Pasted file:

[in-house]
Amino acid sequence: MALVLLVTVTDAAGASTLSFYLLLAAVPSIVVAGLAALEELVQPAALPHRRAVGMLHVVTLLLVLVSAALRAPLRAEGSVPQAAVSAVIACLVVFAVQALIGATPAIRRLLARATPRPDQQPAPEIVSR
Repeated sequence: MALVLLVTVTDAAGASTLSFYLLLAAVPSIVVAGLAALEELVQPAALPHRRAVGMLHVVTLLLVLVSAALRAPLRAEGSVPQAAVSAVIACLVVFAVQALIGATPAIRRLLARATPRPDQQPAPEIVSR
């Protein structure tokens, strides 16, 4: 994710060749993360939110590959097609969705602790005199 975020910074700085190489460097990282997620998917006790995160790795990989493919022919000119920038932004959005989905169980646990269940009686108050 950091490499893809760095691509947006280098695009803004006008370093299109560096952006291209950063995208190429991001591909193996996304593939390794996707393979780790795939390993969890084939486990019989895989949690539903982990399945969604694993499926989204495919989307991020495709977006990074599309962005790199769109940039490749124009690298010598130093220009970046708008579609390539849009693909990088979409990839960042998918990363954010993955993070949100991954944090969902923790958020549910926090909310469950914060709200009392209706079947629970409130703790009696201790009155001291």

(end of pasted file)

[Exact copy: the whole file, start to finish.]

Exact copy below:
[in-house]
Amino acid sequence: MALVLLVTVTDAAGASTLSFYLLLAAVPSIVVAGLAALEELVQPAALPHRRAVGMLHVVTLLLVLVSAALRAPLRAEGSVPQAAVSAVIACLVVFAVQALIGATPAIRRLLARATPRPDQQPAPEIVSR
Repeated sequence: MALVLLVTVTDAAGASTLSFYLLLAAVPSIVVAGLAALEELVQPAALPHRRAVGMLHVVTLLLVLVSAALRAPLRAEGSVPQAAVSAVIACLVVFAVQALIGATPAIRRLLARATPRPDQQPAPEIVSR
């Protein structure tokens, strides 16, 4: 994710060749993360939110590959097609969705602790005199 975020910074700085190489460097990282997620998917006790995160790795990989493919022919000119920038932004959005989905169980646990269940009686108050 950091490499893809760095691509947006280098695009803004006008370093299109560096952006291209950063995208190429991001591909193996996304593939390794996707393979780790795939390993969890084939486990019989895989949690539903982990399945969604694993499926989204495919989307991020495709977006990074599309962005790199769109940039490749124009690298010598130093220009970046708008579609390539849009693909990088979409990839960042998918990363954010993955993070949100991954944090969902923790958020549910926090909310469950914060709200009392209706079947629970409130703790009696201790009155001291």